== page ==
The Year: 1638
Early explorations of Delaware’s coastline were made by Samuel Argall in 1610. During a storm, Argall was blown off course and sailed into a bay that he named in honor of his governor—Lord De La Warr. In 1631, the first white settlement was made on Delaware soil, after a group of Dutchmen formed a trading company headed by Captain David Pietersen de Vries. The expedition of about 30 individuals sailed from the town of Hoorn on the ship De Walvis (The Whale). Arriving in the New World in 1632, Captain de Vries found the settlers had been killed and their buildings burned by the Indians.
In 1638, a Swedish trading post and colony was established at Fort Christina (now Wilmington) by Dutchman Peter Minuit and a group of Swedes, Finns, and Dutch. This was the first permanent European settlement in the Delaware Valley.
The first expedition, consisting of two ships, Kalmar Nyckel and Vogel Grip, under the leadership of Peter Minuit, landed about March 29. The location of the first Swedish settlement was at The Rocks. A fort was built called Fort Christina after the young queen of Sweden, and they named their settlement New Sweden.
The Swedes purchased lands of the Indians on the western side of the Delaware as far up as a point opposite Trenton, founded a town on the site of Philadelphia, built churches here and there, and soon presented the appearance of a happy and prosperous community. The Dutch claimed the entire Delaware Valley as part of New Netherland, and Dutch Governor Kieft had protested the Swedes’ settlement, but Sweden was too powerful a nation to be defied at that time.
New Sweden grew by immigration and spread over the surrounding country. It seemed for a time that the whole Delaware Valley would be settled and held by the Scandinavians, but the Dutch came in 1651 and built Fort Casimir where New Castle now stands, and took control of the bay. In 1654, the new Swedish governor Johan Rising seized Fort Casimir.
In 1655, Peter Stuyvesant was the governor of New Amsterdam, and he was determined to put an end to New Sweden. He entered the bay with a fleet bearing over six hundred men, and the Swedes were overtaken. New Sweden, which had existed for seventeen years, ceased to exist as a separate colony, but the people were allowed to keep their farms, and the community continued to prosper under its new government.
The conquest of New Amsterdam by the English, in 1664, included Delaware, which then became the property of the Duke of York. The Duke’s Laws were soon extended to Delaware, and the people were granted some measure of self-government.
Province of Pennsylvania
In 1681, Pennsylvania was granted to William Penn by King Charles II, and Penn’s agents soon arrived on the Delaware River. They reported to Penn that the new province would be landlocked if the colonies on either side of the Delaware River or Bay were hostile. As a result, Penn petitioned the Crown for the land on the west side of the bay below his province, which the Duke of York conveyed in March 1682.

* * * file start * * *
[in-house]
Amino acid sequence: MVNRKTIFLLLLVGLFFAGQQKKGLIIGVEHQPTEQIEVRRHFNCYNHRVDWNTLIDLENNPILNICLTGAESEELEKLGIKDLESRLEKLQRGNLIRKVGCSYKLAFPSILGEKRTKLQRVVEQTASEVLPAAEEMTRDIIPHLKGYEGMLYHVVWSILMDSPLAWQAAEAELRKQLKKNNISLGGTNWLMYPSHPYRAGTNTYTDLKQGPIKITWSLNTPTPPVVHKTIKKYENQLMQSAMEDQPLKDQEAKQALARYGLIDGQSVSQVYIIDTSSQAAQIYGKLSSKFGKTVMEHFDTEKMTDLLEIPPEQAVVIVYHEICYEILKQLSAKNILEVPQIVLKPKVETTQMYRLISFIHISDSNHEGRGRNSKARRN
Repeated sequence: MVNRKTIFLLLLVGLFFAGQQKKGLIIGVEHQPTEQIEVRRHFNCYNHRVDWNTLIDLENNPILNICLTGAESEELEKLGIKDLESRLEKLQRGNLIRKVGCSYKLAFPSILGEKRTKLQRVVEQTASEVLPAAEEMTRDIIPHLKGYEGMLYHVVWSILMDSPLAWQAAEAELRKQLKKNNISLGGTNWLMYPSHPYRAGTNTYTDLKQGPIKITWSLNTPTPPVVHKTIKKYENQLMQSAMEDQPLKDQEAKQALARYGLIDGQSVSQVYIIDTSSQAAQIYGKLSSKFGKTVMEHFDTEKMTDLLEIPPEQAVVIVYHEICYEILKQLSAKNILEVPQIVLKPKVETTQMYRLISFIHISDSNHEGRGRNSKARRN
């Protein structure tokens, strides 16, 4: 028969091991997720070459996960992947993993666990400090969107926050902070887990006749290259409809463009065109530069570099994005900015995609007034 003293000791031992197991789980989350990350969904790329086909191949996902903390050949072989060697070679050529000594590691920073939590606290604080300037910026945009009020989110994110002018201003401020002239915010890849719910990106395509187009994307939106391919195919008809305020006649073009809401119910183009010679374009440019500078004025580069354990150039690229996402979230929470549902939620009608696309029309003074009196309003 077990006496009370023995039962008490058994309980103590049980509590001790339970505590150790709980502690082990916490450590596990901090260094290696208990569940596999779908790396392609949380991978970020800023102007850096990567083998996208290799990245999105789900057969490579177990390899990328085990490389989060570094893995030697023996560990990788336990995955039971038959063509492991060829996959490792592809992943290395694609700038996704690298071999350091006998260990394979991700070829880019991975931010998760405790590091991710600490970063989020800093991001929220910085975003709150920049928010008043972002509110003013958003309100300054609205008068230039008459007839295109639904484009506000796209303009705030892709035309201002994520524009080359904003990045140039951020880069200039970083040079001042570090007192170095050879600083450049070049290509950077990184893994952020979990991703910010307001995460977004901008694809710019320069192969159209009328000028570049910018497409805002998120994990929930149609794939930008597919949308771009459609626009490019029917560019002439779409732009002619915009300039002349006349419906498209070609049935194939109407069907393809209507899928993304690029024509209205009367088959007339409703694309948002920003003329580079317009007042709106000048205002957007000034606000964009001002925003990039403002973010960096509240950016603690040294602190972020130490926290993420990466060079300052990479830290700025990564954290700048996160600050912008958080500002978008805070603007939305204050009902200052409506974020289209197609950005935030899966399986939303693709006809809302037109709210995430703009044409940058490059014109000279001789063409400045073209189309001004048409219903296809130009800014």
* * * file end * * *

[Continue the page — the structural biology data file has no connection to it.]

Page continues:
On October 27 1682, William Penn landed in America and took possession from the Duke of York’s agents as Proprietor of the lower counties. The colonists took an oath of allegiance to the new proprietor, and the first general assembly was held in the colony.
The following year, the three Lower Counties were annexed to the Province of Pennsylvania as territories with full privileges under Penn’s famous “Frame of Government.” Penn established representative government and briefly combined his two possessions under one General Assembly.
A long dispute ensued between William Penn and Lord Baltimore of the Province of Maryland as to the exact dominion controlled by Penn on the lower Delaware. The dispute continued between the heirs Penn and Baltimore until almost the end of the colonial period.
By 1704, the Province of Pennsylvania had grown so large that their representatives wanted to make decisions without the assent of the Lower Counties and the two groups of representatives began meeting on their own, one at Philadelphia, and the other at New Castle.
Independence at Last
In 1776, at the time of the Declaration of Independence, Delaware not only declared itself free from the British Empire, but also established a state government entirely separate from Pennsylvania.
During the American Revolution, nearly 4,000 men enlisted for service from the small state. The colonial wars had built up the militia system and supplied a number of capable officers who led the troops of Delaware in all the principal engagements from the battle of Long Island to the siege of Yorktown. The only Revolutionary engagement fought on Delaware soil was the battle of Cooch’s Bridge, near Newark, on September 3, 1777.